Leadership Matters
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By Philip Wilson, CHRE


In October 2014, the Human Resources Professionals Association (HRPA) introduced an updated HR certification framework, which represents a true step forward in the professionalization

of human resources.

The new HR Professional Competency Framework provides the foundation for three competency-based designations. The updated framework comprises 213 HR functional competencies organized under nine functional areas as well as 15 enabling competencies. These functional and enabling competencies are defined for each of three levels of HR practice: entry, professional and executive. The new designations correspond to these three levels of HR practice – the Certified Human Resources Professional (CHRP) at the entry-level of practice; the Certified Human Resources Leader (CHRL) at the professional level of practice; and the Certified Human Resources Executive (CHRE) at the executive level of practice.


The new designations are competency-based in that they not only test knowledge, but also the ability to apply that knowledge.


The move to a three-designation model recognizes the broad scope of HR practice – from entry level HR administrative staff, to professional-level HR specialists/generalists with responsibilities such as managing projects and programs, through to HR executives charged with leading the HR function in large organizations.


Why change?


Change was necessary to keep pace with the increased demands placed on HR professionals to support workplaces that have changed dramatically over the last 20 years. And an update was essential to incorporate both knowledge and competence in matters of strategy, demographics, workplace accommodation, business acumen, diversity, employment law and analytics.


Secondly, with the passage of the Registered Human Resources Professionals Act, 2013, the HR profession was effectively promoted to the top tier of professions. Now, the profession is expected to live up to a higher standard in everything it does, including its designations and certification processes.

Change was necessary to keep pace with the increased demands placed on HR professionals to support workplaces that have changed dramatically over the last 20 years.


There is a correlation between the “seriousness” of a profession and the “rigorousness” of its certification processes – as HR becomes more “serious” as a profession, its certification processes must also become more rigorous. The more complex the work of a profession, the higher the level of competence required and the greater the consequences of incompetence, the more thorough the certification process must be.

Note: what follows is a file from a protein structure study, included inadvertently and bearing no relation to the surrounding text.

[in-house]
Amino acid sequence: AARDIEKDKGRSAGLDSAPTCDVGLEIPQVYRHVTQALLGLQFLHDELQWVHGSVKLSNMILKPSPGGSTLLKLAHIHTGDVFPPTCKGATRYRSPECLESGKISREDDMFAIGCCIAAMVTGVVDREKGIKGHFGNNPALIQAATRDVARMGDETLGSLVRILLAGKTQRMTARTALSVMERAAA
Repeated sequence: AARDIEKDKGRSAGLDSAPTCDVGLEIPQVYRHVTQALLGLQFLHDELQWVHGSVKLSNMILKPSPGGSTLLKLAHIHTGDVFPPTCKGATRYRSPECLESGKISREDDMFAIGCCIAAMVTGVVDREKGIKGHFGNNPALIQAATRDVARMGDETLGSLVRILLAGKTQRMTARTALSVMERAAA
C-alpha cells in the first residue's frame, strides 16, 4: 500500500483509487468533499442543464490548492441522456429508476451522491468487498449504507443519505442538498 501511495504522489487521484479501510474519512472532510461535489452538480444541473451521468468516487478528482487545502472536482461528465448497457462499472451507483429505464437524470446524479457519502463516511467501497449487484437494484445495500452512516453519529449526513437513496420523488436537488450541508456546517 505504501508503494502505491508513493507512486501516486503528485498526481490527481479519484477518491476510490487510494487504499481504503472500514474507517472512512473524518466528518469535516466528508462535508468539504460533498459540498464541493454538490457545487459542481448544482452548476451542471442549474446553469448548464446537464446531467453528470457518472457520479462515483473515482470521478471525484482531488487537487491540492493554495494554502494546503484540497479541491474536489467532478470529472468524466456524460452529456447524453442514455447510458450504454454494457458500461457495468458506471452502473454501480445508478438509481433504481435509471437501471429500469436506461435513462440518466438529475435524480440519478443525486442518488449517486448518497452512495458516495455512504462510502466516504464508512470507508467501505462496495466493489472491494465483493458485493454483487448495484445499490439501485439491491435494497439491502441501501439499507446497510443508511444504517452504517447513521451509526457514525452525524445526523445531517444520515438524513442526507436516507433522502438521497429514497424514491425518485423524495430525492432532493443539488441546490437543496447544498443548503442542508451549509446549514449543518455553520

To bring HR up to the same professional standards as other regulated professions, like accounting or engineering, HRPA needed to focus its certification process on competence and not only knowledge. Some of the ways that this focus on competence has been incorporated in the certification processes is through the inclusion of programs that focus on enabling competencies and performance-based exams. The purpose of professional programs at the CHRP and CHRL levels is to manage the transition from academic knowledge to professional competencies by focusing on enabling competencies – things like critical thinking, business acumen, project management and negotiation. Finally, all candidates for the CHRL must write a case-based performance exam, where everything learned in school, in the professional program and in supervised experience comes together.


Ultimately, this framework lays the foundation for an HR profession that incorporates what’s now expected of modern HR practice.


Someday, other HR regulators may adopt this framework – and with mutual recognition means even greater acceptance of HR as a profession, in Ontario, across Canada and around the world.


Phil Wilson, CHRE, is chair of the Human Resources Professionals Association (HRPA).

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